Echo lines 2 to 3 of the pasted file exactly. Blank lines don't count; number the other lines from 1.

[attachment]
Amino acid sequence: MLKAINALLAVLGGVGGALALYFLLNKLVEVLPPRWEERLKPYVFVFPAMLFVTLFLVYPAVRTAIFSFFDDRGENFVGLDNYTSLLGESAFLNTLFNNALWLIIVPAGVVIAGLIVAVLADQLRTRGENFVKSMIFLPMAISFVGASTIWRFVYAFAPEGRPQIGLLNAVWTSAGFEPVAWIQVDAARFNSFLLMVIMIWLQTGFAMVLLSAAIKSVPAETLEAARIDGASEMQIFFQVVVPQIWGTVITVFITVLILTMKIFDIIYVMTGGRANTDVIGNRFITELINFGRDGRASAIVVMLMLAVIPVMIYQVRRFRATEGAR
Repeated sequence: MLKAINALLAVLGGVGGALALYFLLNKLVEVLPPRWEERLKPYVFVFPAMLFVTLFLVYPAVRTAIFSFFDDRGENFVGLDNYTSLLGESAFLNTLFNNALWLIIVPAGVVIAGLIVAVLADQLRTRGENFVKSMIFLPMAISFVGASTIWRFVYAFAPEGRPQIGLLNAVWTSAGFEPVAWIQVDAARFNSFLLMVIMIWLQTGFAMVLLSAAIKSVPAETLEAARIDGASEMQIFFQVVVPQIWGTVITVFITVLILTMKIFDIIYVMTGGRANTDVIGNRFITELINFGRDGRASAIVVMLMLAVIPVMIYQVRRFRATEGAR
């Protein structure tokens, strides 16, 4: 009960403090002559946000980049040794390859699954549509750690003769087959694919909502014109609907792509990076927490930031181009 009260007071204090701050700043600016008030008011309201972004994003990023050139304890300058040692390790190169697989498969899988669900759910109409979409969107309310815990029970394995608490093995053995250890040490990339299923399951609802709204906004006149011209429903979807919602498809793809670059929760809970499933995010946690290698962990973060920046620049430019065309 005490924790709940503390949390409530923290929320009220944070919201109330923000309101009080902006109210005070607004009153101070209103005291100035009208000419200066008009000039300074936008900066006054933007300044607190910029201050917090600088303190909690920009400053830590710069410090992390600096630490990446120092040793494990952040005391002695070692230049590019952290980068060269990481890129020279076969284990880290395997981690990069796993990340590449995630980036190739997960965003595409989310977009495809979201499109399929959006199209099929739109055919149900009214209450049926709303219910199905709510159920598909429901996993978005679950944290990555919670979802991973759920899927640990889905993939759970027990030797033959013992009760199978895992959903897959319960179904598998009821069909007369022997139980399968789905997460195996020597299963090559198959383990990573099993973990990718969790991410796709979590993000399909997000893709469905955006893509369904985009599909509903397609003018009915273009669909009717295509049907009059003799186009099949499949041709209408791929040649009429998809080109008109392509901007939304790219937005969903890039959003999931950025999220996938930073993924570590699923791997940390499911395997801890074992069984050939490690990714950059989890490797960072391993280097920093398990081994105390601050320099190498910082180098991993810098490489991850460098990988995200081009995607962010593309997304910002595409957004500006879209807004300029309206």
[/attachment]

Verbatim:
Repeated sequence: MLKAINALLAVLGGVGGALALYFLLNKLVEVLPPRWEERLKPYVFVFPAMLFVTLFLVYPAVRTAIFSFFDDRGENFVGLDNYTSLLGESAFLNTLFNNALWLIIVPAGVVIAGLIVAVLADQLRTRGENFVKSMIFLPMAISFVGASTIWRFVYAFAPEGRPQIGLLNAVWTSAGFEPVAWIQVDAARFNSFLLMVIMIWLQTGFAMVLLSAAIKSVPAETLEAARIDGASEMQIFFQVVVPQIWGTVITVFITVLILTMKIFDIIYVMTGGRANTDVIGNRFITELINFGRDGRASAIVVMLMLAVIPVMIYQVRRFRATEGAR
């Protein structure tokens, strides 16, 4: 009960403090002559946000980049040794390859699954549509750690003769087959694919909502014109609907792509990076927490930031181009 009260007071204090701050700043600016008030008011309201972004994003990023050139304890300058040692390790190169697989498969899988669900759910109409979409969107309310815990029970394995608490093995053995250890040490990339299923399951609802709204906004006149011209429903979807919602498809793809670059929760809970499933995010946690290698962990973060920046620049430019065309 005490924790709940503390949390409530923290929320009220944070919201109330923000309101009080902006109210005070607004009153101070209103005291100035009208000419200066008009000039300074936008900066006054933007300044607190910029201050917090600088303190909690920009400053830590710069410090992390600096630490990446120092040793494990952040005391002695070692230049590019952290980068060269990481890129020279076969284990880290395997981690990069796993990340590449995630980036190739997960965003595409989310977009495809979201499109399929959006199209099929739109055919149900009214209450049926709303219910199905709510159920598909429901996993978005679950944290990555919670979802991973759920899927640990889905993939759970027990030797033959013992009760199978895992959903897959319960179904598998009821069909007369022997139980399968789905997460195996020597299963090559198959383990990573099993973990990718969790991410796709979590993000399909997000893709469905955006893509369904985009599909509903397609003018009915273009669909009717295509049907009059003799186009099949499949041709209408791929040649009429998809080109008109392509901007939304790219937005969903890039959003999931950025999220996938930073993924570590699923791997940390499911395997801890074992069984050939490690990714950059989890490797960072391993280097920093398990081994105390601050320099190498910082180098991993810098490489991850460098990988995200081009995607962010593309997304910002595409957004500006879209807004300029309206």